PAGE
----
Among the numerous new diplomatic representations at the Munich Court were German states such as Kurhessen (year of establishment: 1805), Hesse (1806), Baden (1806), Nassau (1825), Hannover (1832), Saxony-Coburg-Gotha (1836) and Saxony-Meiningen (1845) on the one hand. On the other hand, powers such as Russia (1808), Sardinia (1816), Spain (1818), Belgium (1848), Mexico (1864) and Italy (1865) sent their representatives to Munich as well. Great Britain resumed its diplomatic relations in December 1813, after they had been interrupted, explicitly referring to its "great satisfaction" with the Treaty of Ried between Bavaria and Austria on 8 October of the same year, in which Bavaria had joined the coalition against Napoleon (1769-1821).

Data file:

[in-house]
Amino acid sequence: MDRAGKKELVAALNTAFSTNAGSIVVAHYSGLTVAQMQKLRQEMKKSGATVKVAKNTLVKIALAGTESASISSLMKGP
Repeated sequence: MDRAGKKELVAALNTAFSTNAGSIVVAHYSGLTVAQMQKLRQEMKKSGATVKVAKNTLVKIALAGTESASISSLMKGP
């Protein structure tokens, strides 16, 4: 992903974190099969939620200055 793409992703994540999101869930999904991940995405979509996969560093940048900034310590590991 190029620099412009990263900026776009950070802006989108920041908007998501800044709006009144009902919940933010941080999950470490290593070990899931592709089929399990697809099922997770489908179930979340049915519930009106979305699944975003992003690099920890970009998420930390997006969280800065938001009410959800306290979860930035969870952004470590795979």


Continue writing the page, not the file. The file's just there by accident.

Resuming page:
Indirect representations

Luxembourg's interests were represented by the Russian legation from 1869, and Liechtenstein's interests by the Austro-Hungarian legation from 1880 onward. Prussia's legation also represented the North German Confederation after January 1870 and was renamed accordingly. Some states based their representatives in other places, yet accredited them at the Munich Court, too. These included the Netherlands (1814, seat: Berlin), Sweden (1828, Vienna), Greece (1833, subsequently temporarily vacant, Berlin or Vienna), the United States of America (1867, Berlin), Switzerland (1867, Berlin) and the Kingdom of Hawaii (1868, Karlsruhe).

Start of the reduction in legations